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Age-Friendly Columbus and Franklin County, Ohio, and Equity

A look at how the community is working to ensure fair access and opportunities for its older adults

Columbus, Ohio

Courtesy Age-Friendly Columbus and Franklin County

"Thank you for changing my life and giving me a new paradigm to lift up my voice for the urban aging residents in our communities," says Pam, a local advocate turned billboard celebrity. The Positive Aging Campaign's motto: "Our Community: Better with older adults. Better because of older adults."

The Community 

Columbus, Ohio, which is located in Franklin County, is home to nearly 900,000 people, 10 percent of whom are 65 or older. More than 40 percent of residents are people of color. The city joined the AARP Network of Age-Friendly States and Communities in 2015 and completed its Age-Friendly Strategic Plan in 2017. The Age-Friendly Franklin County Strategic Plan was published in 2020. The city and county together make up Age-Friendly Columbus and Franklin County, a program of The Ohio State University College of Social Work.

Community Representative

  • Katie White, Director, Age-Friendly Communities, The Ohio State University College of Social Work

Equity Focus

  • Accessible and equitable community-based planning and transportation access

The Work

Katie White describes the city's efforts to apply an equity lens to its work.

Committing to Equity

“We know we still have much work to do and that equity is a goal we will forever be working toward. We believe the work of Age-Friendly Columbus and Franklin County showcases a commitment to building an age-friendly community through an equitable approach," says White. "This is our fifth year of this work and, over time, we've implemented different strategies to engage and serve diverse elders and communities."

For instance, White explains, "we pilot new programs in our priority neighborhoods, defined as areas densely populated by vulnerable older adults. Over our three years of implementation and through community-based planning approaches, we have piloted neighborhood bus circulators, Villages [see below], tactical urbanism, a transportation program with Lyft [see the video below], a research program called Safe Routes to Age in Place and many other programs. In the early phases, we created a diverse 50+ Residents Council for guidance. Now that we're in implementation, members of the council are leading efforts to implement our action steps."

Representation Matters

"In March 2020 the initiative launched The Positive Aging Campaign, which involved diverse older adults for the photo and video shoots, design and brainstorming phases and message-testing to ensure that our work was inclusive," says White. "We then launched a second campaign highlighting older adults and caregivers through supportive messaging in six languages."

Using Data to Target Investments

Age-Friendly Columbus and Franklin County used data from the Age-Friendly Columbus Findings Report to target its focus groups, pilot programs and other resources to neighborhoods densely populated with vulnerable older adults, where "vulnerability" is defined by 12 indicators including race, income, disability and other measures. Neighborhoods were identified through utilization of a 2014 study called Meeting the Challenges of an Aging Population with Success."

Clear Communications

"Our outreach materials, publications and reports always feature photos of and quotes from local older adults. We accomplish this through hosting photoshoots each year with our local elders."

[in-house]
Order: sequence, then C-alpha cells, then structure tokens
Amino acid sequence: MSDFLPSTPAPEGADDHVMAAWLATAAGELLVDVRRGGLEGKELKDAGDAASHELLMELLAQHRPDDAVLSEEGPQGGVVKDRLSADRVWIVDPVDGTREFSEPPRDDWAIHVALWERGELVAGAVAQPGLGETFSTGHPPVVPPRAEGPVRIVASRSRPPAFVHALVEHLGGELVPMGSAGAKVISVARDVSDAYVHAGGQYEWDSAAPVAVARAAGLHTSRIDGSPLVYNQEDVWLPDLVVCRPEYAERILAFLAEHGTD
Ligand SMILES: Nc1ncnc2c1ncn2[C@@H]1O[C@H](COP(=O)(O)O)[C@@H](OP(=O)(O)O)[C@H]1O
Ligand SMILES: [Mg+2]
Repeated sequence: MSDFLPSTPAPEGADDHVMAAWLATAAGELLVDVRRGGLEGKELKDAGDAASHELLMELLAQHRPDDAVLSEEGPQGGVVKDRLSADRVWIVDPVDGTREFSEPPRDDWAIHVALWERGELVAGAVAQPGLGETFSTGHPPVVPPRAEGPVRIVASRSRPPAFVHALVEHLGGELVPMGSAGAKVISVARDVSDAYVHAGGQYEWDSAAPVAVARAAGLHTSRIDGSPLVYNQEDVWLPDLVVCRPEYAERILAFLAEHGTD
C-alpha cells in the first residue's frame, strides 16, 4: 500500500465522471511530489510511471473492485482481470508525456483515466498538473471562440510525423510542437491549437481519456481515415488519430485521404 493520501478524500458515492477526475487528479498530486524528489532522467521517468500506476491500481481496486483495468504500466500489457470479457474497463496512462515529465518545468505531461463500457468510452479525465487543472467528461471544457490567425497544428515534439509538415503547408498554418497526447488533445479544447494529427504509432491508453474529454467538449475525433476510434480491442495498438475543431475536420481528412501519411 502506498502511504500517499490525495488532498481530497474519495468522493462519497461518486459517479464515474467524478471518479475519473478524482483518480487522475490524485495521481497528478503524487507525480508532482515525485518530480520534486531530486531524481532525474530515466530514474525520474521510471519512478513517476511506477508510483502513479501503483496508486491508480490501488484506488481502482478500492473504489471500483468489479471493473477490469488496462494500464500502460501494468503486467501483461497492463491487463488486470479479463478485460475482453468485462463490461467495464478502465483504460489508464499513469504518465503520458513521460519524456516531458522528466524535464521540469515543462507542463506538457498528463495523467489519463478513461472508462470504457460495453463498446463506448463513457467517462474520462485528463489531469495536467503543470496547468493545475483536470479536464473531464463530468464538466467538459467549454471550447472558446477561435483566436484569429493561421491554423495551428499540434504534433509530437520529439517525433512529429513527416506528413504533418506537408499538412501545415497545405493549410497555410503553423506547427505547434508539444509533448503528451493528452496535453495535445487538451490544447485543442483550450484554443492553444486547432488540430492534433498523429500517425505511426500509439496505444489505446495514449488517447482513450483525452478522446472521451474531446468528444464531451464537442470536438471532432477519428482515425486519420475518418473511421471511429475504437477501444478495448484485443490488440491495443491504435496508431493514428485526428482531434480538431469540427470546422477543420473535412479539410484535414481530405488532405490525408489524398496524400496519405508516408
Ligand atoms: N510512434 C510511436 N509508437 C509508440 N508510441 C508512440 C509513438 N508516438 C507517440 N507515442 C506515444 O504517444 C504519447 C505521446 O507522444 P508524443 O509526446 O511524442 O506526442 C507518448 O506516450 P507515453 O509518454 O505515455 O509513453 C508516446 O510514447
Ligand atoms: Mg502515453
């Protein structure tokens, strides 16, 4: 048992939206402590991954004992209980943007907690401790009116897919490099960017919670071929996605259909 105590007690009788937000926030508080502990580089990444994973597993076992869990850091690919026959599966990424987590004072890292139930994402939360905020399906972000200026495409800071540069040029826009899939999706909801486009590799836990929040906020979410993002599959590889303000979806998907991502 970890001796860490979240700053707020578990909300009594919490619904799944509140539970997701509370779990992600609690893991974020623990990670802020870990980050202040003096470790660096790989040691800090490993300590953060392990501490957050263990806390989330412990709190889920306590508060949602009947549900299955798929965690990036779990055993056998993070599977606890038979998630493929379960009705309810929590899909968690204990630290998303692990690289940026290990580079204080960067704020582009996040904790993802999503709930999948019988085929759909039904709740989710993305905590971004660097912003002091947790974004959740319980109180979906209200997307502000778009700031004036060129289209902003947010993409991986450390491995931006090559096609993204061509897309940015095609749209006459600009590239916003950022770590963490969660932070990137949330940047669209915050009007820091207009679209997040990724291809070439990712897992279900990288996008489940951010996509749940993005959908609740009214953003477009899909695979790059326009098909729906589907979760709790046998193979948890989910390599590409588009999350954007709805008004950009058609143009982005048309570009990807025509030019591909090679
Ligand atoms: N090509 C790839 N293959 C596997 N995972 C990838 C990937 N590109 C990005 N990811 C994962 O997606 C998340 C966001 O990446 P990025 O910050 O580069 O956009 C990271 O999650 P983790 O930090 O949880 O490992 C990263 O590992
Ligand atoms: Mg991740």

— Katie White, Age-Friendly Columbus and Franklin County

"When we hold focus groups, we make sure that the location is accessible, that the materials are translated and that interpreters are available," says White. "We also sponsor transportation as needed, since we know that in order to work toward equitable participation, we need to identify and decrease potential barriers to participation."

In 2019, the initiative took a deep dive into transportation challenges and opportunities that were informed by focus groups with 120 individuals and held in six languages. (See the research brief below.) Age-Friendly Columbus and Franklin County's mobility project launched nine different programs, including:

  • Two neighborhood circulator buses that stopped in locations selected by older neighborhood residents. The services were operated by a nonprofit partner, the Clintonville-Beechwold Community Resources Center.

  • Creating and piloting Safe Routes to Age in Place, a study funded by the Ohio Department of Transportation that identified older adults’ transportation challenges and solutions with them in a collaborative manner. 

  • Highlighting the launch of the Central Ohio Transit Authority's "Mainstream on Demand" mobility service and its partnering with Uzurv [a paratransit provider] to offer an on-demand paratransit service, created in response to increased non-ADA paratransit needs.

  • Piloting Lyfting Villages, a program in which rides are provided by Lyft to members of the aging-in-place Village to Village network when volunteer drivers aren't available. Transportation is coordinated by Village staff. (Watch the video, below.)

"With data as our guide, we rely on continuous input from our community members to ensure that we stay true to our mission," says White. "We know that by partnering with diverse older adults — the experience experts — we can have important conversations and drive community change that supports inclusive policies and programming. We acknowledge our role to carve out and protect space in important conversations on the inclusion of older adults of all ages, abilities, incomes, race and sexual orientation. If we remain dedicated to this type of inclusive community planning, we can continue our journey toward equity."

VIDEO: Lyfting Villages

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